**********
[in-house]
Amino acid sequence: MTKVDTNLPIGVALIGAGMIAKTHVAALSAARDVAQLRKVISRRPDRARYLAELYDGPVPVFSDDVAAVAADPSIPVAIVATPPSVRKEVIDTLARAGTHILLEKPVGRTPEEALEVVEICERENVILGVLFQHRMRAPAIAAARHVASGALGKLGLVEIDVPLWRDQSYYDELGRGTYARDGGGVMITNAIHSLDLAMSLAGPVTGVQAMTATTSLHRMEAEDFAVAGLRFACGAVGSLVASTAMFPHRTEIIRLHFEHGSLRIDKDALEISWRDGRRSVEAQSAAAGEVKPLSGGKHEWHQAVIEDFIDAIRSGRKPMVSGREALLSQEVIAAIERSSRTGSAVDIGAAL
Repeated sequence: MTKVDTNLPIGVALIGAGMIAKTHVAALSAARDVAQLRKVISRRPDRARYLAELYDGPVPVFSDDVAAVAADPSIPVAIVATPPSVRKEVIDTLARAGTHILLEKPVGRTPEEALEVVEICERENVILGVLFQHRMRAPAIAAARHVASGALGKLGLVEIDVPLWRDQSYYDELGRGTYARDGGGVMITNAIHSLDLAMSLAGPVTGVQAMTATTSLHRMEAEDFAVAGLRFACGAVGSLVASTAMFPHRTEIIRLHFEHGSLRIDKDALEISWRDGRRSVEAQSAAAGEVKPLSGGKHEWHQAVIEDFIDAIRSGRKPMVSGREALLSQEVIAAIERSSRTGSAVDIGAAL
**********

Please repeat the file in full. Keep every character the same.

[in-house]
Amino acid sequence: MTKVDTNLPIGVALIGAGMIAKTHVAALSAARDVAQLRKVISRRPDRARYLAELYDGPVPVFSDDVAAVAADPSIPVAIVATPPSVRKEVIDTLARAGTHILLEKPVGRTPEEALEVVEICERENVILGVLFQHRMRAPAIAAARHVASGALGKLGLVEIDVPLWRDQSYYDELGRGTYARDGGGVMITNAIHSLDLAMSLAGPVTGVQAMTATTSLHRMEAEDFAVAGLRFACGAVGSLVASTAMFPHRTEIIRLHFEHGSLRIDKDALEISWRDGRRSVEAQSAAAGEVKPLSGGKHEWHQAVIEDFIDAIRSGRKPMVSGREALLSQEVIAAIERSSRTGSAVDIGAAL
Repeated sequence: MTKVDTNLPIGVALIGAGMIAKTHVAALSAARDVAQLRKVISRRPDRARYLAELYDGPVPVFSDDVAAVAADPSIPVAIVATPPSVRKEVIDTLARAGTHILLEKPVGRTPEEALEVVEICERENVILGVLFQHRMRAPAIAAARHVASGALGKLGLVEIDVPLWRDQSYYDELGRGTYARDGGGVMITNAIHSLDLAMSLAGPVTGVQAMTATTSLHRMEAEDFAVAGLRFACGAVGSLVASTAMFPHRTEIIRLHFEHGSLRIDKDALEISWRDGRRSVEAQSAAAGEVKPLSGGKHEWHQAVIEDFIDAIRSGRKPMVSGREALLSQEVIAAIERSSRTGSAVDIGAAL